Variable conditions are one of the things that makes Bogong such an attractive place to work in and to work with. Inevitably that’s going to mean a day like today, where the gaps in the rain are too brief to accomplish much outside. It’s a break in the physical, active part of the making process, and if nothing else serves as an opportunity to think (or in some cases rethink) how things have played out so far.
Yesterday’s weather was variable too, but luckily without any rain, making it a good opportunity to place some solar-powered devices in the bush and record them responding to the fluctuating amount of energy there. One of the interesting effects of doing this is the way it changes the rationale around how photovoltaic (or solar) panels are used. Normally you’d position a solar panel so that there is the minimum number of physical obstacles between it and the sun (preferably none) so that the supply of energy to the panel is as constant as possible. But with these devices, the more inconstant the supply of energy the more interesting the response. And instead of highlighting the role of the sun as the producer of all this energy, they draw attention to the clouds, and the rate they move at.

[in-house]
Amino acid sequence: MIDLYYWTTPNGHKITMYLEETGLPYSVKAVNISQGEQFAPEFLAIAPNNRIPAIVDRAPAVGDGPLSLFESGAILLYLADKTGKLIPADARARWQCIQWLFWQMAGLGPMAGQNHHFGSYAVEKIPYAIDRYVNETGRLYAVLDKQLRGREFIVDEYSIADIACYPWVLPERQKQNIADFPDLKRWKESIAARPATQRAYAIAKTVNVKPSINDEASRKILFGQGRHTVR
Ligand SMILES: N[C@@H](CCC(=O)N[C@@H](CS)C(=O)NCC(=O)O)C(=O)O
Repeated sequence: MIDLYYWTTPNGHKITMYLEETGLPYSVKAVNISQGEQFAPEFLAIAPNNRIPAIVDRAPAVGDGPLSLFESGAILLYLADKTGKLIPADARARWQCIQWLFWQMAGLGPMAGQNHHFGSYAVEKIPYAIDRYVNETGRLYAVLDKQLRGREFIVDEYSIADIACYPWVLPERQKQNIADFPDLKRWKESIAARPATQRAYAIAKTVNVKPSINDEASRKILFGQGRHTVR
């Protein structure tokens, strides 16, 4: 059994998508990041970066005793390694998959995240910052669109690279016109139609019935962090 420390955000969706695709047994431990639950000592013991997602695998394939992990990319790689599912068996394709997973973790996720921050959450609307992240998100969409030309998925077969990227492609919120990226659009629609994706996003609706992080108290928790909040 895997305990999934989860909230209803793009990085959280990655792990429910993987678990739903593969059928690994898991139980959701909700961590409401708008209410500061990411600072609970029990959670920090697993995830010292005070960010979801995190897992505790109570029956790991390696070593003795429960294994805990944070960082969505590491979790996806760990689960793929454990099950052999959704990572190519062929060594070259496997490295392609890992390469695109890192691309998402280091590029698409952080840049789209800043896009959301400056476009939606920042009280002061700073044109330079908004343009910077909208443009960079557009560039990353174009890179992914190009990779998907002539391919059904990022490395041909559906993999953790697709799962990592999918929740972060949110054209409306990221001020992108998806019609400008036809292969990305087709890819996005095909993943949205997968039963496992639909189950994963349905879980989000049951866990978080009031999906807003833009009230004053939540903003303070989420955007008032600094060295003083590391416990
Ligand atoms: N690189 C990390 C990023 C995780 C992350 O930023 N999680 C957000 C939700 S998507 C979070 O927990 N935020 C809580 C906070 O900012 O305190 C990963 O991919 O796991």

Photons travel for eight and a bit minutes at the speed of light from the sun to the earth, where, only hundreds of metres above the ground, clouds become the arbiters as to how much of that energy reaches the ground. The clouds are formed by evaporation and move in wind currents, both of which are naturally solar-powered phenomena, so the clouds act like feedback. Ironically, the device I recorded performing in the sun yesterday is a small feedback circuit.
Not all of the photons I’ve been capturing have travelled such a long distance. A storm after dinner on Sunday evening meant that I was able to register the energy spikes from lightning strikes using a PV panel. When listened to they produce brief but massive bursts of electrical sound. To some ears they might seem more like glitches or interference - something that would spoil a recording rather than be the content of one. But I guess that’s one of the features of what I’m doing - sometimes just getting a signal of any kind is enough. After all, the work is in the process of exploring these exchanges between technologies and environments, mediated through a range of energies. Using a solar panel to make a sound work rather than using, say, a microphone, demonstrates that to a degree, and enacts it, too. Plus it introduces a new idea about what a solar panel might be used for, demonstrating that technologies are variable, too - just like the weather.